Orrell's "In the Shadow of the River" collection of images show his travels from one end of the river to the other, watching different groups socialize. Seeing the types of structures people construct. Documenting the small dramas playing out with the power of the city looming overhead.
He says his experiences photographing the homeless have triggered "a quantum leap forward" in his skills. He is more comfortable now taking photos of the people. They ask him for portraits to send to their families, he says. He sometimes takes cigarettes to give out to people as they talk to him. "It is a form of currency there," he explains.
He began with "a homeless guy who seemed approachable" with his wife and a transgender man.
One time he contacted the Veterans Administration to help move a homeless, wheel-chair-bound paraplegic veteran in to housing. The vet was living by the river. Russ saw him being pushed across the uneven ground by friends.
Now Orrell is deeply concerned about the staggering increase in homelessness in the recent census. He explores how people cope over the years as they live this way.
Zen of the witness
Mr. Orrell describes the artistic side of his photography as an ability to go into an altered state.
"Time falls away, and the sense of self evaporates," he said.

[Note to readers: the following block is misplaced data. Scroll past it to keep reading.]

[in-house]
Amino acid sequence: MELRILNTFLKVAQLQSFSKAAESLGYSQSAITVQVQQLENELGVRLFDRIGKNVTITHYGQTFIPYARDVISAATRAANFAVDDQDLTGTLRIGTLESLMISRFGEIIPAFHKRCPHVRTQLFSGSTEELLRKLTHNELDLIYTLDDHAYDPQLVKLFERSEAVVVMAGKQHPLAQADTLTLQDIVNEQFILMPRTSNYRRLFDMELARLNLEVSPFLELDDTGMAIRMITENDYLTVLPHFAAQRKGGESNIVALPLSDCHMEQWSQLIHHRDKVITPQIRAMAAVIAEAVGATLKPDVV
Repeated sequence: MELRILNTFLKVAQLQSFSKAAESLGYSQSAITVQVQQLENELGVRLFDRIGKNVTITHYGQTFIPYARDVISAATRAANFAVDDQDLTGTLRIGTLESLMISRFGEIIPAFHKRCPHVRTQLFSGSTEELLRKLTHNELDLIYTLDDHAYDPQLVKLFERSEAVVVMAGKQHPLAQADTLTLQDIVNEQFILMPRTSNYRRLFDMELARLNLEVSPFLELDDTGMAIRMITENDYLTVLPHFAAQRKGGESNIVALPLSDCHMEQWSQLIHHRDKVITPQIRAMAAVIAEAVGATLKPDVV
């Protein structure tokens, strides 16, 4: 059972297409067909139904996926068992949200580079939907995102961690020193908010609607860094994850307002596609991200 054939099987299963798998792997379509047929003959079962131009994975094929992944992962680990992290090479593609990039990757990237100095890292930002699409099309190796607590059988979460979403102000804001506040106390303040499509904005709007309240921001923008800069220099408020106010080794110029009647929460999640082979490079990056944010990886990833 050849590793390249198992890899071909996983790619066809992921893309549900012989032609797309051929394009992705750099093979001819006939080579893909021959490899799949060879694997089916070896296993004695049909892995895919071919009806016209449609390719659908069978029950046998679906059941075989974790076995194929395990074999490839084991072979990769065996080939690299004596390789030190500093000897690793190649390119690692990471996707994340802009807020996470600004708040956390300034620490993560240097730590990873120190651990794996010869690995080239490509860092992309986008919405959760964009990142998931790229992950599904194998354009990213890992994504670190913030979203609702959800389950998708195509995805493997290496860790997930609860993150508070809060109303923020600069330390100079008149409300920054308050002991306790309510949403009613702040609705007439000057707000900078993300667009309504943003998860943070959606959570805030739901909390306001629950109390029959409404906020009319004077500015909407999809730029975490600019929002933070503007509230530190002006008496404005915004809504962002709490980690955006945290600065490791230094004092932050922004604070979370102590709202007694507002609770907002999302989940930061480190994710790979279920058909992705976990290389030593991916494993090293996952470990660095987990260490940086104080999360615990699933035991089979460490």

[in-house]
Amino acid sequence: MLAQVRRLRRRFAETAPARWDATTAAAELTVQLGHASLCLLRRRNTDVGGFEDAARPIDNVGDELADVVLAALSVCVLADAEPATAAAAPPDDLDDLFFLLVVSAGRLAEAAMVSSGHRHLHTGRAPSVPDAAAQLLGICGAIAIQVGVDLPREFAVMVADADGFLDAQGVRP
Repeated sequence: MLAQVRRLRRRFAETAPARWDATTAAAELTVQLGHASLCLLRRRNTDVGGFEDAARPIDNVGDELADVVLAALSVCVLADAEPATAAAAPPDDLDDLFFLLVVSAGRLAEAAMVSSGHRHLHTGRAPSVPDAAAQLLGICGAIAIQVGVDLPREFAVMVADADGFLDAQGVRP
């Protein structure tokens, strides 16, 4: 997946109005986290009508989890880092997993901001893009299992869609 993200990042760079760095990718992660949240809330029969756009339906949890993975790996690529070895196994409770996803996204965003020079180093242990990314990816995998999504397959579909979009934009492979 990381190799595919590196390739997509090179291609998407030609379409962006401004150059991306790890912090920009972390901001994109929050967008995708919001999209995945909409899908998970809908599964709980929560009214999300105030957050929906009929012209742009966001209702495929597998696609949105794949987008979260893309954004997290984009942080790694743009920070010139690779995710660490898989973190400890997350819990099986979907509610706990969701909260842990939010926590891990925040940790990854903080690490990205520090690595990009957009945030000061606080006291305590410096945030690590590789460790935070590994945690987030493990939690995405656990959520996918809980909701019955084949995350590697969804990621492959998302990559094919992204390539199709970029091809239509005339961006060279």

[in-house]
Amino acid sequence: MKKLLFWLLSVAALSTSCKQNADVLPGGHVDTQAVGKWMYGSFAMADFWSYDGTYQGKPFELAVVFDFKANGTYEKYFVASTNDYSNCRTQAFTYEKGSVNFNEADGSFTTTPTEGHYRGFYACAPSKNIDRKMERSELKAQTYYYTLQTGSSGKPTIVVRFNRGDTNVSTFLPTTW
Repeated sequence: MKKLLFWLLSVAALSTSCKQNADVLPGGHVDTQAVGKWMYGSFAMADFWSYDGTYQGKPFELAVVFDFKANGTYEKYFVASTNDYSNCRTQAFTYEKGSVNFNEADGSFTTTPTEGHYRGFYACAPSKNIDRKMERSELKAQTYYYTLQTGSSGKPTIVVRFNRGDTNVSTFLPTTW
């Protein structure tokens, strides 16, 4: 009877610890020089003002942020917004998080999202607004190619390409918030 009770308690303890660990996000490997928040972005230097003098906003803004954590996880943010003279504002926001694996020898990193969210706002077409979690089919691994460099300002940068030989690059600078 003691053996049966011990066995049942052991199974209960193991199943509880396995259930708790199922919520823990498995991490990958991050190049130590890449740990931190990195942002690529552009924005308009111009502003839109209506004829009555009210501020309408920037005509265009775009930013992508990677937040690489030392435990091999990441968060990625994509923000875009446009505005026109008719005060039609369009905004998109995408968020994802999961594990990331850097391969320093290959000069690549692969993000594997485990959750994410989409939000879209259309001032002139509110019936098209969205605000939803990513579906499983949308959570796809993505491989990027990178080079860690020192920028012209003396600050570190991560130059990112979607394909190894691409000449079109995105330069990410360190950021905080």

He explains that his first job is to master the mechanics of his art, then let his intuition act without intrusion by thoughts of self.
Another part of his brain takes over, he says, and he becomes an observer. He can sense a peak moment coming between people, and then something unfolds. He can be immersed for a half hour to two hours until, all of a sudden, the shutter goes off. The reverie is broken.
"Oh, my God, I got it," he has said, as if waking from a dream.
Orrell feels that you can't yourself add the elements that make a powerful photo. You must just surrender to basic creative feelings. It is not a conscious process for him, he says but "almost a genetic process going back generations." It is an ancient place.
He said he has a sense of emotion after taking such a photo. He is able to see the "geometry" people exude in a situation as a mosaic rather than an emotional give and take.
"Looking at the photographs, I feel a sense of empathy that I wouldn't feel otherwise--a sense of connection long after I come home."
His current projects include helping to set up a performing arts program for children at Sunday Assembly in Hollywood.
He is also assisting a Swiss family, Hans and Ola Rosling, who work with the United Nations. They write about the growing homeless problem in the United States and other countries.
With a sense of ironic humor, people make lives beneath the concrete bridges of the Amtrak tracks and reeway overpasses. They build shelters, friendships and ad hoc community.
Russell Orrell (above) received the Pine Mountain-based Jizo Peace Center Humanitarian Award for 2015. Shown here, receiving it, Orrell splits his time between Los Angeles and the Pine Mountain community.
His evolution from timid, distant shots of humans living among the concrete bridges of the Los Angeles river illuminated an intimate portrait of life there.